Thursday, August 6, 2009
Theme Thursday - KISS
Two shoe salesmen were sent to sub-Sahara Africa in the early 1900s. One sent back a telegram that said, "Miserable-stop-no one wears shoes-stop." The other sent back a telegram that said, "Wonderful-stop-no one has shoes yet!-stop."
3% is the internet stat I found for the number of people who say they are subscribers to seasons at the orchestra, have their radios dialed in to classical music, and prefer that style to other music. 3%. You can look at this statistic in two ways like the salesmen above. Classical music is dying on the vine; its audiences are shrinking and its miserable; it's been given the KISS of death. Or there are so many to reach! I believe this music transcends time; I know that my children's children will hum many of these glorious melodies.
With the advent of shows like American Idol or bands like KISS, who were showmen first, musicians far second, I've had to do a lot of talking about performing versus entertaining. I believe they are different, and that as pianists we musically need to have both skills. In the land of classical concerts, people sit quietly, reverently, and showmanship is pushed aside to a point for the integrity of the music.
The truly wonderful musicians may not necessarily be strong performers. In the classical realm, one is expected to be musically strong, but if you perform too much, you are often a "ham" or distracting listeners from the music. I've seen conductors try to be warm and engaging, teaching somewhat from the "pulpit" of their stand in the front. This has been met with both enthusiasm and mistrust.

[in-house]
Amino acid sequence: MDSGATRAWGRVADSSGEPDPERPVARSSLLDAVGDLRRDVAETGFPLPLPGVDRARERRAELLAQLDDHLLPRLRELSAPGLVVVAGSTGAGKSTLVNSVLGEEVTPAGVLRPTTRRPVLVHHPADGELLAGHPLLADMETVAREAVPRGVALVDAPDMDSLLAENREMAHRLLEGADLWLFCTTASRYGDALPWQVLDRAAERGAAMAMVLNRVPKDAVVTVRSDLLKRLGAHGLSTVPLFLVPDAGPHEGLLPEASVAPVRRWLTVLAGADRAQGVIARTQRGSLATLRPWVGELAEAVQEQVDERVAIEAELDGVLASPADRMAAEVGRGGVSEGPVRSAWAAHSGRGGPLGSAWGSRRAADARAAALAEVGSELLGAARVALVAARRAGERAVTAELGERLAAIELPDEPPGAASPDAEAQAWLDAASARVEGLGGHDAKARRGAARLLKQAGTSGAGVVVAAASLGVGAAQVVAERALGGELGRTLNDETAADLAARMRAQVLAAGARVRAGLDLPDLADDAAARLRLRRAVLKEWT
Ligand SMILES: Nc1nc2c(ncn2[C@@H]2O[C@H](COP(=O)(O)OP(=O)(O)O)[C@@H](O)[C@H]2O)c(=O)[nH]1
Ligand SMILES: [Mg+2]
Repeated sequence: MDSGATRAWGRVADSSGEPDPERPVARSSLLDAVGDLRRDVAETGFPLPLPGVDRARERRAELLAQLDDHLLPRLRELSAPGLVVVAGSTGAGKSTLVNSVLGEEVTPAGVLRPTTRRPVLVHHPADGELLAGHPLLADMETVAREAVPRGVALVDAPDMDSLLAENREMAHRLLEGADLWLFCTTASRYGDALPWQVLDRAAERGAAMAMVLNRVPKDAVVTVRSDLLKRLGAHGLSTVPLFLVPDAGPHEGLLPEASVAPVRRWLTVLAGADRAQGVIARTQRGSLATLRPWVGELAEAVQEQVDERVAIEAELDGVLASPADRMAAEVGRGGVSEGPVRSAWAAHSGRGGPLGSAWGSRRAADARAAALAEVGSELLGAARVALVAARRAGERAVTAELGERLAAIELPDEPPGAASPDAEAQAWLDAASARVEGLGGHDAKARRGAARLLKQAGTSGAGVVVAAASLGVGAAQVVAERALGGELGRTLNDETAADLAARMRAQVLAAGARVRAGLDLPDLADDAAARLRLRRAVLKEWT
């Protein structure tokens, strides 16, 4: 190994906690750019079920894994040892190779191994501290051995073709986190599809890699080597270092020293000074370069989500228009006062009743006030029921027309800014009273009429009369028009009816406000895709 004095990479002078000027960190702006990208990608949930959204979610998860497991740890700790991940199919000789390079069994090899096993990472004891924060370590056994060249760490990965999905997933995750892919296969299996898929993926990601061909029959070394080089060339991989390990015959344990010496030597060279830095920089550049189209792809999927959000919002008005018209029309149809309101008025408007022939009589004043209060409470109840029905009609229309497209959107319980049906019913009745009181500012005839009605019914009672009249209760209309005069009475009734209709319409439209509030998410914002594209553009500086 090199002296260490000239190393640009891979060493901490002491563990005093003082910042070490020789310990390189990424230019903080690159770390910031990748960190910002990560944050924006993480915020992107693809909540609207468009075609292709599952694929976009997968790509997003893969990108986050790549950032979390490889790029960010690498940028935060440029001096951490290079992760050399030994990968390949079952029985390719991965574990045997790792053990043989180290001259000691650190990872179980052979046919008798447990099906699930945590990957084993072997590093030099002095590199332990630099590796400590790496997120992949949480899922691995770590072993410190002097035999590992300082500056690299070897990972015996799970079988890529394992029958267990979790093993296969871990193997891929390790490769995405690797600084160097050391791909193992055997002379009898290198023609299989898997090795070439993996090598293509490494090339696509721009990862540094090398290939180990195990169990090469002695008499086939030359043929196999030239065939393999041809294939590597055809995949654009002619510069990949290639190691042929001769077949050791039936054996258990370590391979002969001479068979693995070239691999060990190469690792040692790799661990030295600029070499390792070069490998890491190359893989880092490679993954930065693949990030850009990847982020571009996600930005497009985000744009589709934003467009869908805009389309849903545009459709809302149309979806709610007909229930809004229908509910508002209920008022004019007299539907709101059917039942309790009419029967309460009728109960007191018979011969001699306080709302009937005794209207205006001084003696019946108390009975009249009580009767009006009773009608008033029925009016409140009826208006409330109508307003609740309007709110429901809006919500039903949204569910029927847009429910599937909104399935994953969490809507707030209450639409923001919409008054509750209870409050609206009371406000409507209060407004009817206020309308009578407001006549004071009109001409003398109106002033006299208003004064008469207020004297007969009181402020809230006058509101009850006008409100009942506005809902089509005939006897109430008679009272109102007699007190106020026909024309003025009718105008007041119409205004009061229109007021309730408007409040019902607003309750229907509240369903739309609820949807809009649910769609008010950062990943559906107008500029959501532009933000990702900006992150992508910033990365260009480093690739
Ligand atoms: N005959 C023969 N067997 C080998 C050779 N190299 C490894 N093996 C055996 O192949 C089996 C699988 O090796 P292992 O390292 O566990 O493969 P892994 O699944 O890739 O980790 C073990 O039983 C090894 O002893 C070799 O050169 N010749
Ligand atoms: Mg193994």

The larger audience is looking for a visual as well as aural experience. Look at strong pianist performances of the last few decades; they are/were wonderful entertainers. Average music lovers know Liberace, Billy Joel, or Elton John's name sooner than they could name three classical ones, (even Cliburn, Kissin, Lang Lang), maybe. Today's listeners want to be entertained, in general, as well as moved musically.
So, we stand at a potentially wonderful crossroads. Which salesman will we be?
Here's our friend Lang Lang, in a practice room at the Roy Thomson Hall in Toronto. He apparently learned this technique from Daniel Barenboim, a famous conductor and pianist. This "orange technique" helps relax the wrist and the hands too! Have you seen Lang Lang? Somehow, he's cool!